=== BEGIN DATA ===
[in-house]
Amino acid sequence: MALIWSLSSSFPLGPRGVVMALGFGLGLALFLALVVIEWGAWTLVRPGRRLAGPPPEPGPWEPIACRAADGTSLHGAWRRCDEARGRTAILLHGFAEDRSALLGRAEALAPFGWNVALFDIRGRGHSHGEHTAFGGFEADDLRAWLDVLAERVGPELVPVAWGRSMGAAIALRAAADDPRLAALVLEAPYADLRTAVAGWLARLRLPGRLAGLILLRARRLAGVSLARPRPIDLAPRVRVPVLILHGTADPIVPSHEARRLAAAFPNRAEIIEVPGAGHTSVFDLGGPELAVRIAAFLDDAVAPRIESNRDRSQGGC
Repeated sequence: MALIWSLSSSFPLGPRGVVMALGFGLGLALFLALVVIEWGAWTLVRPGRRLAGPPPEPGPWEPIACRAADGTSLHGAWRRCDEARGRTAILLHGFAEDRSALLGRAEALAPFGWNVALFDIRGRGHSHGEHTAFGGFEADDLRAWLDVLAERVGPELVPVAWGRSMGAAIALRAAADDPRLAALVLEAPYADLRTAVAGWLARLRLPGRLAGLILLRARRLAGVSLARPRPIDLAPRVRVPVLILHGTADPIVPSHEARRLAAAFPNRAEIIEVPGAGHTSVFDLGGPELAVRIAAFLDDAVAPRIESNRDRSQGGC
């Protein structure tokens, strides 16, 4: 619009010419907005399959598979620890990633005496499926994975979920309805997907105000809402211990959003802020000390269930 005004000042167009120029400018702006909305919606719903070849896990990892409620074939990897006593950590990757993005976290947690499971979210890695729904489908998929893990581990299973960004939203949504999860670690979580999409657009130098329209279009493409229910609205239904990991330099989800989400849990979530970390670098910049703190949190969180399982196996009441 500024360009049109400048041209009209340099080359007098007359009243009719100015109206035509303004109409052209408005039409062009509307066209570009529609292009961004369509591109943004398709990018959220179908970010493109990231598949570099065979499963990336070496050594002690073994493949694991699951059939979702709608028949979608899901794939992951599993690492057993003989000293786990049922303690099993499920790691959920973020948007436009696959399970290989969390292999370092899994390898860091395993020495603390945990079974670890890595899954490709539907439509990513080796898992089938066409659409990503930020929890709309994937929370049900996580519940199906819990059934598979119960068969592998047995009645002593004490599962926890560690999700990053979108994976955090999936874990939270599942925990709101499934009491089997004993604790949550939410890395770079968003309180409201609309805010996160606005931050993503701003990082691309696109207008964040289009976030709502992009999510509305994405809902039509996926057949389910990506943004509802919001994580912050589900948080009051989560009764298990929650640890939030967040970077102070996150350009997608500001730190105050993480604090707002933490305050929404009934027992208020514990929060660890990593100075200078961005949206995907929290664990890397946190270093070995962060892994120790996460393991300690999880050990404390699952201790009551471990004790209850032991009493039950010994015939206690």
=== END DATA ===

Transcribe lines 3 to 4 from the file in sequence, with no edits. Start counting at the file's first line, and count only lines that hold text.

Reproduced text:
Repeated sequence: MALIWSLSSSFPLGPRGVVMALGFGLGLALFLALVVIEWGAWTLVRPGRRLAGPPPEPGPWEPIACRAADGTSLHGAWRRCDEARGRTAILLHGFAEDRSALLGRAEALAPFGWNVALFDIRGRGHSHGEHTAFGGFEADDLRAWLDVLAERVGPELVPVAWGRSMGAAIALRAAADDPRLAALVLEAPYADLRTAVAGWLARLRLPGRLAGLILLRARRLAGVSLARPRPIDLAPRVRVPVLILHGTADPIVPSHEARRLAAAFPNRAEIIEVPGAGHTSVFDLGGPELAVRIAAFLDDAVAPRIESNRDRSQGGC
């Protein structure tokens, strides 16, 4: 619009010419907005399959598979620890990633005496499926994975979920309805997907105000809402211990959003802020000390269930 005004000042167009120029400018702006909305919606719903070849896990990892409620074939990897006593950590990757993005976290947690499971979210890695729904489908998929893990581990299973960004939203949504999860670690979580999409657009130098329209279009493409229910609205239904990991330099989800989400849990979530970390670098910049703190949190969180399982196996009441 500024360009049109400048041209009209340099080359007098007359009243009719100015109206035509303004109409052209408005039409062009509307066209570009529609292009961004369509591109943004398709990018959220179908970010493109990231598949570099065979499963990336070496050594002690073994493949694991699951059939979702709608028949979608899901794939992951599993690492057993003989000293786990049922303690099993499920790691959920973020948007436009696959399970290989969390292999370092899994390898860091395993020495603390945990079974670890890595899954490709539907439509990513080796898992089938066409659409990503930020929890709309994937929370049900996580519940199906819990059934598979119960068969592998047995009645002593004490599962926890560690999700990053979108994976955090999936874990939270599942925990709101499934009491089997004993604790949550939410890395770079968003309180409201609309805010996160606005931050993503701003990082691309696109207008964040289009976030709502992009999510509305994405809902039509996926057949389910990506943004509802919001994580912050589900948080009051989560009764298990929650640890939030967040970077102070996150350009997608500001730190105050993480604090707002933490305050929404009934027992208020514990929060660890990593100075200078961005949206995907929290664990890397946190270093070995962060892994120790996460393991300690999880050990404390699952201790009551471990004790209850032991009493039950010994015939206690």